Sundry implications
Can Rome produce an infallible tradition not found in Scripture that has its origins with the apostles? Of course not, which leads to the question – If Scripture does not inform the Roman Catholic magisterium about what Scripture has to say, then who or what does? To deny that the popes affirm the analogy of Scripture for the magisterium is to reduce Scripture to brute particulars that have no discernible coherence, which would mean that the magisterium with respect to interpreting Scripture must be making things up as they go along and that any appeal to Scripture is disingenuous at best. Therefore, it’s not so much that Rome denies the intelligibility and lucidity of Scripture. Rather, Rome would have us believe that Scripture is only intelligible and clear to the magisterium. Consequently, individual Roman Catholics should not, as they do, appeal to Scripture to justify the Roman Catholic communion and the church’s need for the popes. Rather, Roman Catholics should be consistent by simply pointing to the authority of the popes to defend the claims of the popes, and once they do that then yes, we will be at an impasse. That, however, would be an admission of being a blind follower of something other than Scripture, which is an embarrassment for Roman Catholics yet a necessary implication of their view of the church and Scripture.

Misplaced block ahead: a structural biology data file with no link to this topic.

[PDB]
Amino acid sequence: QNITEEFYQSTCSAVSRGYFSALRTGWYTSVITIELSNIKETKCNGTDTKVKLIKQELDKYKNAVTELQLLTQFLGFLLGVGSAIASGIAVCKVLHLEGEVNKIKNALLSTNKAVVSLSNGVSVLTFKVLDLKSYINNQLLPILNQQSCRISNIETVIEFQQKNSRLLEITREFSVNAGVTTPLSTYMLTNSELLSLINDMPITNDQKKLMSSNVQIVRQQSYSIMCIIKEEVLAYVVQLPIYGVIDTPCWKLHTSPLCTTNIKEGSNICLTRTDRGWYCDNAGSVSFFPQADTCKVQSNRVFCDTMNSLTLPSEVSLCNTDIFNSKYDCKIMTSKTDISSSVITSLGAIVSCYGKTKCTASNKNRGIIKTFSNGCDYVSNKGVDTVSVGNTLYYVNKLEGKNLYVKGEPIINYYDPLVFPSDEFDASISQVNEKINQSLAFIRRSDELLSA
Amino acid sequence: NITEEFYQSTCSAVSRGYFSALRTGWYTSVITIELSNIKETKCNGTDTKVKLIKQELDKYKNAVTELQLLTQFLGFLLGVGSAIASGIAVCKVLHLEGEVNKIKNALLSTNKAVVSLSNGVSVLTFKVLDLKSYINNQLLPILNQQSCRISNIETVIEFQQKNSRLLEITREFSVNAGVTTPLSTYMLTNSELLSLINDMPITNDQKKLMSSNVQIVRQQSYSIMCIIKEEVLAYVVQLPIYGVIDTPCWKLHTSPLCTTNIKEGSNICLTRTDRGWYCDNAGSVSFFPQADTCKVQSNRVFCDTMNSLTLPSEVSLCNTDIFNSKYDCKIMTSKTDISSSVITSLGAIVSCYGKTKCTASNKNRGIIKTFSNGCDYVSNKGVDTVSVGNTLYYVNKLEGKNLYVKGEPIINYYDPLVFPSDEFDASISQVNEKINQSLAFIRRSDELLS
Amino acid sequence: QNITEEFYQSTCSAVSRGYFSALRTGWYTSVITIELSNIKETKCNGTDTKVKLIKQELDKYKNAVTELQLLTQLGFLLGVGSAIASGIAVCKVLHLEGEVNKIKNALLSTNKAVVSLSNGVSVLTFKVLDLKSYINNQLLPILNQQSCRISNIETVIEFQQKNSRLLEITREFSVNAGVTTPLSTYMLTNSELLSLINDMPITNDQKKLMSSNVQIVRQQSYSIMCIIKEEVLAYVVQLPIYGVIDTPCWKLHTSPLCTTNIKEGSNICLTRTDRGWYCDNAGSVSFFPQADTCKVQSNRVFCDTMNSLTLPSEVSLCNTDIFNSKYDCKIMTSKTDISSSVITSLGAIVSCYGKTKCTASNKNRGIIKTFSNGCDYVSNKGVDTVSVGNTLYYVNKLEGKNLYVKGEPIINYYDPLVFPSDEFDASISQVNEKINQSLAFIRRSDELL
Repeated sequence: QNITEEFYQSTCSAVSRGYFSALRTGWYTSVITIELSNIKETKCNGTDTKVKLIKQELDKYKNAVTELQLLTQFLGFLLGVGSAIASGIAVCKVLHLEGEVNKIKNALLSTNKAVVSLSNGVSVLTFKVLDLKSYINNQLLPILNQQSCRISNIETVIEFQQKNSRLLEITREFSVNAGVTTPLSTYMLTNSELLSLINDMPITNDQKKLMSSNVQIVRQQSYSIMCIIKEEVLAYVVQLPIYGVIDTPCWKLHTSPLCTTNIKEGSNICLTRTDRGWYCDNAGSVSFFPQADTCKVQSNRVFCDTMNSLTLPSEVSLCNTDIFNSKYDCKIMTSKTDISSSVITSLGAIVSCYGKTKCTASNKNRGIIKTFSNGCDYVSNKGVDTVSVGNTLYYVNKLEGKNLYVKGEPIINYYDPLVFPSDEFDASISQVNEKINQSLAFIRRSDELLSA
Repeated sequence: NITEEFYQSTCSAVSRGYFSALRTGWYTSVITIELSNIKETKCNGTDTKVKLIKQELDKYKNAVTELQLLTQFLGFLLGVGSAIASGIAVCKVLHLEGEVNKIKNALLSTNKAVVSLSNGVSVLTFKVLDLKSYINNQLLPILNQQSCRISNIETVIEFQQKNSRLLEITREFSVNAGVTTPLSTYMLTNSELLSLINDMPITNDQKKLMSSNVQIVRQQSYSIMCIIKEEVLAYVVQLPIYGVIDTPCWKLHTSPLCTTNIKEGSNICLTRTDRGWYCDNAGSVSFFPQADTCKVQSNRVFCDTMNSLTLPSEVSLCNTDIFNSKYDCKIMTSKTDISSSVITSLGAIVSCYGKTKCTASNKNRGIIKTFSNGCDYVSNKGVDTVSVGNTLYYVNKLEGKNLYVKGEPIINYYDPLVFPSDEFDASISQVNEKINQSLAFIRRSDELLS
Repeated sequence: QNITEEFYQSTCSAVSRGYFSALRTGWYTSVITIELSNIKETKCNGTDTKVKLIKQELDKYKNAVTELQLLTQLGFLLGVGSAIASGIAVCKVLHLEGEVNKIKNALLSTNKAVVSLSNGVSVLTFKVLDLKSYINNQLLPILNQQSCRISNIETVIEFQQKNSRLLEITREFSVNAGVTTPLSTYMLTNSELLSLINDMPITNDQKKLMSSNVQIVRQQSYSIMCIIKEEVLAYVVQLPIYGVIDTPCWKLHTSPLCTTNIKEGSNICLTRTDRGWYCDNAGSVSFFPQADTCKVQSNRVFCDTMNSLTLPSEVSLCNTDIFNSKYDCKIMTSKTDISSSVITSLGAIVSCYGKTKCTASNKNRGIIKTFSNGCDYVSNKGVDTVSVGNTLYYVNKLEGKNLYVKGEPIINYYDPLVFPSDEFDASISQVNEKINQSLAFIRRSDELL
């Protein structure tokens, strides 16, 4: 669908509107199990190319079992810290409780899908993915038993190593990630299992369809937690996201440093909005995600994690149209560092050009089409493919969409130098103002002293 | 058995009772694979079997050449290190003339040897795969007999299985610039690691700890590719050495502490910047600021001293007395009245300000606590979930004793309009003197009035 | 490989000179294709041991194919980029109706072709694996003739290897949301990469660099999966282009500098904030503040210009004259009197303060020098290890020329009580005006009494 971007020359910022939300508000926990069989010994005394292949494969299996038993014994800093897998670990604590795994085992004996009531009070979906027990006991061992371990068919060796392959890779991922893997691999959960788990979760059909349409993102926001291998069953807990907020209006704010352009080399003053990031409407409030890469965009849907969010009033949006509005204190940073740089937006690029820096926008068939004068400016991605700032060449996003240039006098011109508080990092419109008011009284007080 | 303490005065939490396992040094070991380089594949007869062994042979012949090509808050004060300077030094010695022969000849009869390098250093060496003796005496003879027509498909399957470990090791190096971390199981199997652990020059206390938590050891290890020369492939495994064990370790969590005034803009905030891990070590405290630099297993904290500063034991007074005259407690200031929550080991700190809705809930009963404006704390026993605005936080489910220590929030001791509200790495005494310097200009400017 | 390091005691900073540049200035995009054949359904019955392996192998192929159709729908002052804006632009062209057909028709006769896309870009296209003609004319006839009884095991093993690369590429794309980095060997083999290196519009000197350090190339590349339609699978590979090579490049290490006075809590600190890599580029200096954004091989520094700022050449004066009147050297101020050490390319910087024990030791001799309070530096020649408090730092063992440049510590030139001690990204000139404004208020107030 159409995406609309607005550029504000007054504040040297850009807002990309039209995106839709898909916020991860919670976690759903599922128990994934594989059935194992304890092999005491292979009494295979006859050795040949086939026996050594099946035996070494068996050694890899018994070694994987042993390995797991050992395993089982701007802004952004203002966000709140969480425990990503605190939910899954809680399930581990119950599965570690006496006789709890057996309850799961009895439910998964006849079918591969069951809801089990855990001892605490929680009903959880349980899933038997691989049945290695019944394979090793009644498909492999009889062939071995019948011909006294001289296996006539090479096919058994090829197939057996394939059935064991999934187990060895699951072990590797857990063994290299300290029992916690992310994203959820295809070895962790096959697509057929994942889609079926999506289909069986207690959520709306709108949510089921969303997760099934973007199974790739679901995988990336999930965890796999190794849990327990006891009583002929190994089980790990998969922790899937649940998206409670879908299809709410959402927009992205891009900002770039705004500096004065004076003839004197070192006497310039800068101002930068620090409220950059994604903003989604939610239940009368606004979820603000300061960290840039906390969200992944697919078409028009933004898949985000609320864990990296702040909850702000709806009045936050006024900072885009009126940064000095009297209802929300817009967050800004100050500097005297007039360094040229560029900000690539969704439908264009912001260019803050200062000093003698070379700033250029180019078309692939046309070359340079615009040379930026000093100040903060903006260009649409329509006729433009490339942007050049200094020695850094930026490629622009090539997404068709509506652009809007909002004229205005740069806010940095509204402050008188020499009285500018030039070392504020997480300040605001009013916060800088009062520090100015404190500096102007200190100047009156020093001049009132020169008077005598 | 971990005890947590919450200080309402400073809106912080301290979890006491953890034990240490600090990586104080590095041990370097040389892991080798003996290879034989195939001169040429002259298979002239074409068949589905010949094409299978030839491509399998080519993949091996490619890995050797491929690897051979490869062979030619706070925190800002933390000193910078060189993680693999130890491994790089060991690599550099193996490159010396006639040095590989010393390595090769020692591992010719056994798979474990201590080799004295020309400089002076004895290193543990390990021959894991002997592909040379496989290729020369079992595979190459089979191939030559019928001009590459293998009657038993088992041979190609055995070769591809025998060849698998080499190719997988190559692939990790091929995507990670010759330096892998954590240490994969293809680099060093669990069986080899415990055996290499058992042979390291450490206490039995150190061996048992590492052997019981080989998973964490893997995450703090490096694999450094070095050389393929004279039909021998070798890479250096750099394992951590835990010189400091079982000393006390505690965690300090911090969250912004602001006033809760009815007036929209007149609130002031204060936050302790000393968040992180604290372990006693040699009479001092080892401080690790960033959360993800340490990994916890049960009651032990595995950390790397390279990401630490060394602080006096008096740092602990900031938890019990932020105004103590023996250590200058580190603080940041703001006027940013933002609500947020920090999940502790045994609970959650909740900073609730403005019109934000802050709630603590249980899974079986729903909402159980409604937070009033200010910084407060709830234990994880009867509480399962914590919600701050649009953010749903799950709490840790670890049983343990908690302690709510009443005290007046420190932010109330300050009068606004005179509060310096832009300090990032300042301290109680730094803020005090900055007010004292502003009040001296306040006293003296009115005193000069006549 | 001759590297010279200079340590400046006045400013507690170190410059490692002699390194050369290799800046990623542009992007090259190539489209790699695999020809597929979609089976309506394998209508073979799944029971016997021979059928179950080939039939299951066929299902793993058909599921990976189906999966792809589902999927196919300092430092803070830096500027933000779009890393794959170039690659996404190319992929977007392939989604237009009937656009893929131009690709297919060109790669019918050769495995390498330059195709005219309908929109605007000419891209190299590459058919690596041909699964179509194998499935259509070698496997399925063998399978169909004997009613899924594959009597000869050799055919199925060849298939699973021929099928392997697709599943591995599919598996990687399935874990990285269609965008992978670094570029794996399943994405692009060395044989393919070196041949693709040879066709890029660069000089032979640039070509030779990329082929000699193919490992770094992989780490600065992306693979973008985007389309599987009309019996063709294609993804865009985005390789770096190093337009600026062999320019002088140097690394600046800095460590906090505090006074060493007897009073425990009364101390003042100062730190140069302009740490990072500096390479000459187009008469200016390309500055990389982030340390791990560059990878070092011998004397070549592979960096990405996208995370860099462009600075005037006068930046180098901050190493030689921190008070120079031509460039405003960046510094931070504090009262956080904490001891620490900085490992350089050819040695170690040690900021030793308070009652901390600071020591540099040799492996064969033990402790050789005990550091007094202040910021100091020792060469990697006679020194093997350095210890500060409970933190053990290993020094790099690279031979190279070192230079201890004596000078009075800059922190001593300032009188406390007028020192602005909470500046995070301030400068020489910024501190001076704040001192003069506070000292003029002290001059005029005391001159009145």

In sum, as soon as a Roman Catholic argues from Scripture he denies the need for an infallible magisterium. Once he points to Rome apart from Scripture, he shows himself to be a blind follower of something in the face of Scripture."

~ End of my response to Bryan ~

Roman Catholics such as Bryan find themselves on the horns of an epistemological dilemma and in turn fall into a form of skepticism. By placing a mediator between God and men they render God’s living word inoperable. If their authority is Rome, then Scripture is rendered useless because any interpretation of any passage of Scripture must await adjudication for one to know what Scripture is saying.  Yet when a Roman Catholic reads Scripture they demonstrate that an infallible magisterium is unnecessary to know the truth. Roman Catholics live in a tension that they cannot reconcile. We all get that I think.